Fittingly, the Ramnath Goenka Memorial Award also went to Madras Caf. The Chairman of the Express Group, Vivek Goenka, who instituted this award, spoke about how difficult it was to choose the film which reflected the principles of founder Ramnath Goenka and the group. The winner, he said, ticked all the boxes, and was a film that Ramnathji would have enjoyed watching.
The Lifetime Achievement Award went to Amitabh Bachchan. Vidhu Vinod Chopra and Shatrughan Sinha gave away the award. Sinha came up with an affectionate citation, calling Bachchan hamaare nyaare pyaare Amitabh. Bachchan accepted with characteristic humility.
The big winner of the evening was Bhaag Milkha Bhaag (Best Film), Rakeysh Omprakash Mehras biopic on the life of ace athlete Milkha Singh. The Best Child Actor went to Japtej Singh, who plays the young Milkha; the senior Milkha, essayed by Farhan Akhtar, took away the Best Actor (Jury) Award. We predict he will sweep all the awards this year. As will the Screen Best Actress, Deepika Padukone, who was nominated for two films, Chennai Express and Goliyon Ki Raasleela Ram Leela, and won it for both: she got both the Jury and Popular Choice awards. And host Shah Rukh Khan switched to the other side for accepting his Best Actor (Popular Choice ) award for Chennai Express.
And with that, the starry evening drew to a close. Until next year, when we will meet again, same place, same time. Adios.
And the award goes to...
Bhaag Milkha Bhaag
Best actor (male)
(Bhaag Milkha Bhaag)
Best actor (female)
Deepika Padukone (Goliyon ki Raasleela Ram-Leela,
Ramnath goenka memorial award
Best Actor in a Supporting Role (Male): Saurabh Shukla (Jolly LLB)
Best Actor in a Supporting Role (Female): Swara Bhaskar (Raanjhanaa)
Best Actor in a Comic Role (Male/ Female): Richa Chadda (Fukrey)
Best Actor in a Negative Role (Male):
Rishi Kapoor (D-Day)
Best Actor in a Negative Role (Female):
Shilpa Shukla (BA Pass)
S Ravi Varman (Goliyon ki Raasleela Ram-Leela)
Best Background Score: Shankar-Ehsaan-Loy (Bhaag Milkha Bhaag)
Pritam Chakraborty (Yeh Jawaani Hai Deewani)
Best Singer (Male):
Arijit Singh (Tum Hi Ho Aashiqui 2)
Best Singer (Female): Shreya Ghosal (Sunn Raha Hain Na Tu Aashiqui 2)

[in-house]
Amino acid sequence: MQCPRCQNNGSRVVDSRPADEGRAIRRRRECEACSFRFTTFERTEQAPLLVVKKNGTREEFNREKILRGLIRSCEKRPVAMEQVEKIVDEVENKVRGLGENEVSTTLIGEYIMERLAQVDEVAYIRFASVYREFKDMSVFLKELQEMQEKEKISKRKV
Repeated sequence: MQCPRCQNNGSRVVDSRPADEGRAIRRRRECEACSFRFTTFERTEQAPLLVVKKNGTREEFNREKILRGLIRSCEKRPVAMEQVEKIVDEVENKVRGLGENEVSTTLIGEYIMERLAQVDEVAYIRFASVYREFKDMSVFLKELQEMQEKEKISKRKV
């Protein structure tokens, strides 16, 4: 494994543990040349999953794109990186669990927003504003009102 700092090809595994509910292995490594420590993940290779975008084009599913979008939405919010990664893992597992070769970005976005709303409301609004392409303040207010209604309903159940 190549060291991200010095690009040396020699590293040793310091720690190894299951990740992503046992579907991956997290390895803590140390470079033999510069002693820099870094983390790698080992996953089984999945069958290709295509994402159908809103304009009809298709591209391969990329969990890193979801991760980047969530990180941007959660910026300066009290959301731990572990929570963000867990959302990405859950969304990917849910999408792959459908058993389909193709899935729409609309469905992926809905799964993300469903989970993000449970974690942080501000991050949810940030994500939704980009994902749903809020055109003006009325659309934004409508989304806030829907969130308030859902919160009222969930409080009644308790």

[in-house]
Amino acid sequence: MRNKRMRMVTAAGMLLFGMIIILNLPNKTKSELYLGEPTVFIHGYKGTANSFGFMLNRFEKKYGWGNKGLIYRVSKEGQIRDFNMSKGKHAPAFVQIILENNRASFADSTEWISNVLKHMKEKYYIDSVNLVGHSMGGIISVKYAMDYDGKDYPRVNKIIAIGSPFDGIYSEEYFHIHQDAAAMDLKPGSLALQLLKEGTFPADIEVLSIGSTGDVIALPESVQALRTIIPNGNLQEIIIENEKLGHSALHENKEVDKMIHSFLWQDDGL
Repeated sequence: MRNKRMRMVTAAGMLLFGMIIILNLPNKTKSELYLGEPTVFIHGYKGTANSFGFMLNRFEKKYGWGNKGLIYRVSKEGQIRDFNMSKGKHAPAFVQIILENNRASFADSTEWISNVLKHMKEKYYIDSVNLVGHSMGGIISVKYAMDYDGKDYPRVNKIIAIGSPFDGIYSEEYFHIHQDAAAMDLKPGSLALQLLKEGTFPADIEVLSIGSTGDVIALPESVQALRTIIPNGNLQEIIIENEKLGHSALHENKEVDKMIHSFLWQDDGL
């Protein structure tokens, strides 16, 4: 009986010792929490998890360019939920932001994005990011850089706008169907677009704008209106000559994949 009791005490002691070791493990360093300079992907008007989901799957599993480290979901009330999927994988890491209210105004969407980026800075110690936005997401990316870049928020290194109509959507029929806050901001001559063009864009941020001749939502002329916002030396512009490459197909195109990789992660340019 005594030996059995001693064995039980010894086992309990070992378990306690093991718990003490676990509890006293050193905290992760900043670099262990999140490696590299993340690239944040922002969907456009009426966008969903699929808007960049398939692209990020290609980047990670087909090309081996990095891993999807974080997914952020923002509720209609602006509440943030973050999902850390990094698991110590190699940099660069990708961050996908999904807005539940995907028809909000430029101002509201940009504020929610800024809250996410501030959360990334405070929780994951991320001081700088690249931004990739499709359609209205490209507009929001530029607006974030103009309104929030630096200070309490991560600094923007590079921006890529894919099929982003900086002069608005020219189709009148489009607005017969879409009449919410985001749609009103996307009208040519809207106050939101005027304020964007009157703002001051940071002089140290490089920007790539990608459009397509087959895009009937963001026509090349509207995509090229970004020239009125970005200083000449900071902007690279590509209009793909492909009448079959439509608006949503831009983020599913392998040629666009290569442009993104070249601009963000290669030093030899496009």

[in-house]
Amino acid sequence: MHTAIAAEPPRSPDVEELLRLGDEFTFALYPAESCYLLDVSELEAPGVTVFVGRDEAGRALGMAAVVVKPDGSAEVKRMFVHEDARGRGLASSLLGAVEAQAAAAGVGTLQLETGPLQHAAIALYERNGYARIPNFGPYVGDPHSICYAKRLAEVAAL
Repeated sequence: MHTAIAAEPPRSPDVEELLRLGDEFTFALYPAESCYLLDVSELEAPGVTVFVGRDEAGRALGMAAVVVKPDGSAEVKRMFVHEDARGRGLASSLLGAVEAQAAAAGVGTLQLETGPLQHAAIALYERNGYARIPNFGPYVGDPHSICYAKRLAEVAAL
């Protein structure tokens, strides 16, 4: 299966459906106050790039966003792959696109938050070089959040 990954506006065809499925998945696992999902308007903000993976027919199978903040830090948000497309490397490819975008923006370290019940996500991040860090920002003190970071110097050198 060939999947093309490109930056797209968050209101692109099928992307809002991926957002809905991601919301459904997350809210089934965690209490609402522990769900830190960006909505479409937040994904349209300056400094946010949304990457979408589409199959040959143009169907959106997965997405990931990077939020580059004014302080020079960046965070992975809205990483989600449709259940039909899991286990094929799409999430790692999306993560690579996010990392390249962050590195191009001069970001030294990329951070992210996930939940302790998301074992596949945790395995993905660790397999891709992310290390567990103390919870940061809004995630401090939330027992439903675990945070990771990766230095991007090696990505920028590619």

Swanand Kirkire (Maanjha Kai Po Che)
Most Promising Newcomer (Male): Sushant Singh Rajput
(Kai Po Che)
Most Promising Newcomer (Female): Aida El-Kashef (Ship of Theseus)
Mohan Sikka (BA Pass)
Hansal Mehta, Sameer Gautam Singh, Apurva Asrani (Shahid)
Best Dialogue: Sameer Gautam Singh (Shahid)
Best Editing: Deepa Bhatia (Kai Po Che)
Best Sound Design: Biswadeep Chatterjee (Madras Cafe)
Best Special Effects: Red Chillies (Krrish 3)
Best Production Design: Wasiq Khan (Goliyon ki Raasleela
Best Choreography: Remo DSouza (Badtameez Dil Yeh Jawaani Hai Deewani)
Most Promising Debut Director: Ritesh Batra (The Lunchbox)
Best Child Artiste: Japtej Singh (Bhaag Milkha Bhaag)
Best Ensemble Cast: Club 60 (Sanjay Tripathi)
Anju Modi, Maxima Basu (Goliyon ki Raasleela Ram-Leela)
Best Action: Manohar Verma (Madras Cafe)
Life OK Screen Jodi of the Year: Aditya Roy Kapur & Shraddha Kapoor (Aashiqui 2)
Lifetime Achievement: Amitabh Bachchan
Popular Choice (Male): Shah Rukh Khan
Popular Choice (Female): Deepika Padukone
Outstanding Contribution to Cinema: Ronnie Screwvala
Special Jury Award: Anand Gandhi (Ship of Theseus)
Best Film Marketing: Chennai Express
Best Film: Balak Palak
Best Director: Ravi Jadhav (Balak Palak)
Best Actor (Male): Sachin Khedekar (Aacha Divas Majha, Pitruroon)
Best Actor (Female): Tanuja (Pitruroon)
Most Promising Newcomer (Male): Prathamesh Parab
Most Promising Newcomer (Female): Shriya Pilgaonkar (Ekul Ti Ek)